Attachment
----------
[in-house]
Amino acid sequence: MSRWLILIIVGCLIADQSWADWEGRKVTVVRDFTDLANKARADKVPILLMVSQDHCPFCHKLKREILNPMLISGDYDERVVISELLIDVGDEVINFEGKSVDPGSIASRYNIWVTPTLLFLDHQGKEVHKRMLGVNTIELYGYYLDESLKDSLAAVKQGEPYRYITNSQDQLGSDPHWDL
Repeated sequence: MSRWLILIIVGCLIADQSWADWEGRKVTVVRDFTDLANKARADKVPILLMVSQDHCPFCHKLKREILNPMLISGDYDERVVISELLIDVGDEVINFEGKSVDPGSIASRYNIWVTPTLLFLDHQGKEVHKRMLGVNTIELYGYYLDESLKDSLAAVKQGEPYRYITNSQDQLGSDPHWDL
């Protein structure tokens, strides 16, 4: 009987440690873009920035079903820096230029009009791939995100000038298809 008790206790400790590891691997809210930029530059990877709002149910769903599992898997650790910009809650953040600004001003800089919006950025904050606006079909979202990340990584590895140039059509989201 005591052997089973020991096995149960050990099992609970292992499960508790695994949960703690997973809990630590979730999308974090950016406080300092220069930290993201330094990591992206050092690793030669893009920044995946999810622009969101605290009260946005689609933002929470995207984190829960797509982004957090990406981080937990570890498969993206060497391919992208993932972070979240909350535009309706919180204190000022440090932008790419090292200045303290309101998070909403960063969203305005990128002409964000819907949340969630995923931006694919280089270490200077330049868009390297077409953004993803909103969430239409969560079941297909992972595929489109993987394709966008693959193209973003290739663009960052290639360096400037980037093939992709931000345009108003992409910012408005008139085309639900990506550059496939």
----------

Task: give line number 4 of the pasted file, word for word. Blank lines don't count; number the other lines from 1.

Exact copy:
């Protein structure tokens, strides 16, 4: 009987440690873009920035079903820096230029009009791939995100000038298809 008790206790400790590891691997809210930029530059990877709002149910769903599992898997650790910009809650953040600004001003800089919006950025904050606006079909979202990340990584590895140039059509989201 005591052997089973020991096995149960050990099992609970292992499960508790695994949960703690997973809990630590979730999308974090950016406080300092220069930290993201330094990591992206050092690793030669893009920044995946999810622009969101605290009260946005689609933002929470995207984190829960797509982004957090990406981080937990570890498969993206060497391919992208993932972070979240909350535009309706919180204190000022440090932008790419090292200045303290309101998070909403960063969203305005990128002409964000819907949340969630995923931006694919280089270490200077330049868009390297077409953004993803909103969430239409969560079941297909992972595929489109993987394709966008693959193209973003290739663009960052290639360096400037980037093939992709931000345009108003992409910012408005008139085309639900990506550059496939």